Roger MacGinty writes: “…hybridity demands that we look backwards and ask questions about origins and antecedence” (MacGinty, 2011, p. 78), and it is with this in mind that it will be useful to trace the origins of the bureau-shaping process in Cambodia between June 21st 1997 to June 6th 2003. […]
The goals of Pan-Africanism are in direct opposition to the global socio-political system, where structural conditions of rule currently facilitate exploitation.
Despite controversy, the use of economic sanctions continues to be a popular option for the UN Security Council due to the introduction of targeted sanctions in the 90’s.
Drones offer little strategic value because they have the capacity to perpetuate the problem they are trying to solve, which is argued through two theoretical approaches.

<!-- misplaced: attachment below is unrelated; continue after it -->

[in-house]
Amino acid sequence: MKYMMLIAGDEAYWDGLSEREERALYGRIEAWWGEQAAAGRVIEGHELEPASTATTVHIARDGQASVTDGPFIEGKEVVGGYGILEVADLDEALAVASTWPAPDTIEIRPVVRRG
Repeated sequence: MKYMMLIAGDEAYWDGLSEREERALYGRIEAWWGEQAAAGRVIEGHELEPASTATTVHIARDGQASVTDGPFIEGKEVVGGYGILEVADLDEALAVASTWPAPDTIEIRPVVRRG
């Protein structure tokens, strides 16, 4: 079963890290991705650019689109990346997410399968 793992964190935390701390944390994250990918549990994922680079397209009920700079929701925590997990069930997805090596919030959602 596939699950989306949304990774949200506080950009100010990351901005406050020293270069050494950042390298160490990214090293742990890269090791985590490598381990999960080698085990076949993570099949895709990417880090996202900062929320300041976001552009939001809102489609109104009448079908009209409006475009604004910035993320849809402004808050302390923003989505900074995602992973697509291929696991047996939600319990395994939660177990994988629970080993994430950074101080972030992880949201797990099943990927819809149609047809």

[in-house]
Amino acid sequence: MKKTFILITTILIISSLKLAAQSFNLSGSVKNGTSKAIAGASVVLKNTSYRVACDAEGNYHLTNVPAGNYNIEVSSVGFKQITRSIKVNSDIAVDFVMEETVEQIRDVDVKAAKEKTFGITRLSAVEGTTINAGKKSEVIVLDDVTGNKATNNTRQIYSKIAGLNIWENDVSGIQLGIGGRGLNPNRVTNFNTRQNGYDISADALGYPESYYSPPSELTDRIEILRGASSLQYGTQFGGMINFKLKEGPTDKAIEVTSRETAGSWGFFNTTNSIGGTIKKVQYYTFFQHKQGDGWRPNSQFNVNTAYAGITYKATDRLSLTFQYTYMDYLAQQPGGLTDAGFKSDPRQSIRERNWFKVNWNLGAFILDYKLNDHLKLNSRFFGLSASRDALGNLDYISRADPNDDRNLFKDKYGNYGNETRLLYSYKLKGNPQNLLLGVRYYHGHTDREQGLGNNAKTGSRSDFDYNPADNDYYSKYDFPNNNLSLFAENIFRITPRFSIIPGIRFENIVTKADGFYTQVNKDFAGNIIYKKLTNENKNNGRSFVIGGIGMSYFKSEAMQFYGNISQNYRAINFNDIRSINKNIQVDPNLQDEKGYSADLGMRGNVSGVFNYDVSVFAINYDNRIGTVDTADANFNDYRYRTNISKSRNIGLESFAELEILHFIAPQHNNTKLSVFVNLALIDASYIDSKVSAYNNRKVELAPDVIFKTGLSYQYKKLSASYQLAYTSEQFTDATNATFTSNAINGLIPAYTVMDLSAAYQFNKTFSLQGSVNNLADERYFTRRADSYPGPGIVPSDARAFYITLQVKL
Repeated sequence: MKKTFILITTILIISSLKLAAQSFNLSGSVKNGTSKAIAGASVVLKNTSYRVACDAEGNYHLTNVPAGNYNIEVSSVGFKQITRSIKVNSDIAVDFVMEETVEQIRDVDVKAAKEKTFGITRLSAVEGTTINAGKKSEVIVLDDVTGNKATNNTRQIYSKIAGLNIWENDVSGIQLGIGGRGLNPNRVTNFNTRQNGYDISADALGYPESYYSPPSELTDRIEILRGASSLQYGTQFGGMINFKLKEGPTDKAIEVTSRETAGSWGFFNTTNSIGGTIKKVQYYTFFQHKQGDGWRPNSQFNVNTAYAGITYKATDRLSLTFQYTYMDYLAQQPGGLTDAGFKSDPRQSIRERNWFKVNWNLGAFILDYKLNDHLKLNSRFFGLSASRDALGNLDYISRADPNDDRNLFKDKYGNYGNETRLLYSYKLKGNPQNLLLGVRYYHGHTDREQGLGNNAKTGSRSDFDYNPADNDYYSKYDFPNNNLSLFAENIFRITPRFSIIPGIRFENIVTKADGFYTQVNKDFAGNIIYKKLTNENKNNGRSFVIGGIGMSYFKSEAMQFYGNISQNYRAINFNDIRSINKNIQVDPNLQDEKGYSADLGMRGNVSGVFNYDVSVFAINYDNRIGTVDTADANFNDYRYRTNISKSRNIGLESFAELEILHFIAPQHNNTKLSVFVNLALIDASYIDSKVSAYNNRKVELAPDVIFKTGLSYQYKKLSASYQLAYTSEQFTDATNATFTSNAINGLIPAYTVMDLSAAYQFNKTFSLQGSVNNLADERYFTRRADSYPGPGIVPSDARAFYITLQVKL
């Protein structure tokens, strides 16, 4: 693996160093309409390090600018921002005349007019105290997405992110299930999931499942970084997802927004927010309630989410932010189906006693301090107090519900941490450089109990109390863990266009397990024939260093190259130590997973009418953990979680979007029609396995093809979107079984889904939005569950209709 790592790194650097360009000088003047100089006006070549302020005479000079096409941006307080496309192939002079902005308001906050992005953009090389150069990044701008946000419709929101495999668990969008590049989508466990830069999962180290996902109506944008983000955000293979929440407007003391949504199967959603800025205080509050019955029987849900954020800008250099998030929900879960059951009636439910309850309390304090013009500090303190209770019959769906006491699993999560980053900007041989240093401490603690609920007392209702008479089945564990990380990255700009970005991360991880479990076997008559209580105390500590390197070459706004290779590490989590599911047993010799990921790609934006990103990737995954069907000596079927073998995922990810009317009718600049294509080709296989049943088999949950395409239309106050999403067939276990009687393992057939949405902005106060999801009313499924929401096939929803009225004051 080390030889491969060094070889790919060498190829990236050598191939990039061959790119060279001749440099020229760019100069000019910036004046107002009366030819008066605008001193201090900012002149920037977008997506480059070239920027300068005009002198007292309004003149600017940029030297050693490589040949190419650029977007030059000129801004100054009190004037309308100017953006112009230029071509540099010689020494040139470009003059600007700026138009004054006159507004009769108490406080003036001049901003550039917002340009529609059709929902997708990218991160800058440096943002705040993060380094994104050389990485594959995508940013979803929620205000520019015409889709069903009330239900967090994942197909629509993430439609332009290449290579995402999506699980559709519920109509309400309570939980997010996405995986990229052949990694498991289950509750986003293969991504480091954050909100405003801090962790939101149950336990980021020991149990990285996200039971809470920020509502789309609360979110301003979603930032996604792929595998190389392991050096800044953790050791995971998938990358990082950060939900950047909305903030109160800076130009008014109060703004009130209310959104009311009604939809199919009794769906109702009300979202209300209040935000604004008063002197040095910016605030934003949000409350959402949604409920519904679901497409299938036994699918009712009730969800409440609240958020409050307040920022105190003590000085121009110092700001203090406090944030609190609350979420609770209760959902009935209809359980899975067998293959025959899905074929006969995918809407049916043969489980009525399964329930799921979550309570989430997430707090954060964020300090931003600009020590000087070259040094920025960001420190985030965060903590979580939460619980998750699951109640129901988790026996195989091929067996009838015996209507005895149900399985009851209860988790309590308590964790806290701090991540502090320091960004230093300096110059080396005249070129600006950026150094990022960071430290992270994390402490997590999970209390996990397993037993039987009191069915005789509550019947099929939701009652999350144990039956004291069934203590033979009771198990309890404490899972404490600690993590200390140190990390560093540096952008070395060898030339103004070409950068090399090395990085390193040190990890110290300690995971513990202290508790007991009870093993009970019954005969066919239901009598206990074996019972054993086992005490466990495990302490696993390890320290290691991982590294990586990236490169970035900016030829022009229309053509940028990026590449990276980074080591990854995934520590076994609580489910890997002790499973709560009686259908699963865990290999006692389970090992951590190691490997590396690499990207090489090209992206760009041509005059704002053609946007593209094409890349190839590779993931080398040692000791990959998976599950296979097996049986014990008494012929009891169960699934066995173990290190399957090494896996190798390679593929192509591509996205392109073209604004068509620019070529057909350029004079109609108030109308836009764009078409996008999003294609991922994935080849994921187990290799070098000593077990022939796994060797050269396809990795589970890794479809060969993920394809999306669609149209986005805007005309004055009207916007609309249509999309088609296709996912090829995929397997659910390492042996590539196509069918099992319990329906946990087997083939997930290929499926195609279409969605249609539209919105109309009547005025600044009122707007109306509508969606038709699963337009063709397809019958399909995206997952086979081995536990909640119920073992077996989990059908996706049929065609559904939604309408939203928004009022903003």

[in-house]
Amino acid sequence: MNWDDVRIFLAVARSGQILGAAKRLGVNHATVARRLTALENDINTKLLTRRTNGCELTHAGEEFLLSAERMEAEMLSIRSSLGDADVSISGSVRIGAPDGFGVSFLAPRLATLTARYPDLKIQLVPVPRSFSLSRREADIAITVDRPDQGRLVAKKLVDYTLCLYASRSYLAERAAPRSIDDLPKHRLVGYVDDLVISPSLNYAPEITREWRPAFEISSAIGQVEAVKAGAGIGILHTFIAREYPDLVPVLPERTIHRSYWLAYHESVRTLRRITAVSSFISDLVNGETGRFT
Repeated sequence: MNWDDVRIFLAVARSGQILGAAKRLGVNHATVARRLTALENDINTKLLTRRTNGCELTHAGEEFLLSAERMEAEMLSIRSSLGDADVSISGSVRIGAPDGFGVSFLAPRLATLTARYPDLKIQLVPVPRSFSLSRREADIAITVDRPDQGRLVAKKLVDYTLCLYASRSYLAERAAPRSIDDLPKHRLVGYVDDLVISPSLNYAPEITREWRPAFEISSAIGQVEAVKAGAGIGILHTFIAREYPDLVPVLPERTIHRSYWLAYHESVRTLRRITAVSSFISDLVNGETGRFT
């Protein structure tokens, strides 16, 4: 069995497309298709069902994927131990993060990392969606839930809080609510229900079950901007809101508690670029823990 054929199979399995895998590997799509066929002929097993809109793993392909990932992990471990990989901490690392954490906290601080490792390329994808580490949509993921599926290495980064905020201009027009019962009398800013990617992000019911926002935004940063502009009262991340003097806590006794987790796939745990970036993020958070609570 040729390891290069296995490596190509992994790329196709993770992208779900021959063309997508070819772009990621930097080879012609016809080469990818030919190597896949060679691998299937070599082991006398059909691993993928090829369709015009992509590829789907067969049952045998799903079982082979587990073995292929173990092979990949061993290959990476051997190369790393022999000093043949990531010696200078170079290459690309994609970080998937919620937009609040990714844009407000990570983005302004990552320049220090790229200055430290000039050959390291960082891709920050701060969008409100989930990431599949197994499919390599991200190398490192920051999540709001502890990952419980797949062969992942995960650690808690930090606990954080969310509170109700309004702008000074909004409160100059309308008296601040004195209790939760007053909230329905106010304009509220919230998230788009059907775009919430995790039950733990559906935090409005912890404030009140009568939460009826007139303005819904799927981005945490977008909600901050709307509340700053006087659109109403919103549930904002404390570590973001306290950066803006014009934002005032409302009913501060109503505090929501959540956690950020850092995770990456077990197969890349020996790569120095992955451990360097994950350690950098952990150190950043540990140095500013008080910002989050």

Security ought to be conceptualized as a strategic practice comprising both (1) the practices used to securitize an issue and (2) the practices used to address it.
Neither Realism nor Liberalism provide a comprehensive explanation of the rise of China; only a synthesis of the two paradigms can be sufficient.
The foreign investor gains land ownership to produce and export food and biofuels while Ethiopia gains foreign capital necessary to boost its fragile economy.
Asking what is the nature of the IR field amounts to questioning what IR is for and leads subsequently to exploring what is at stake in the social practices.
Adopting an international historical approach to the origins of the 2003 Iraq War, as opposed to an IR theory approach, presents both challenges and opportunities.
Booth argues a simple understanding of security and power and the emancipation that he defends contains the possibility of starting the violence it seeks to eliminate.
Globalization and neoliberal economic policy must be considered separately, for there is neither evidence of their correlation nor of a global transition to the latter.
Security Studies is in rude health, and will remain so amidst ever-changing global threats so long as scholars continue to engage with security theories critically.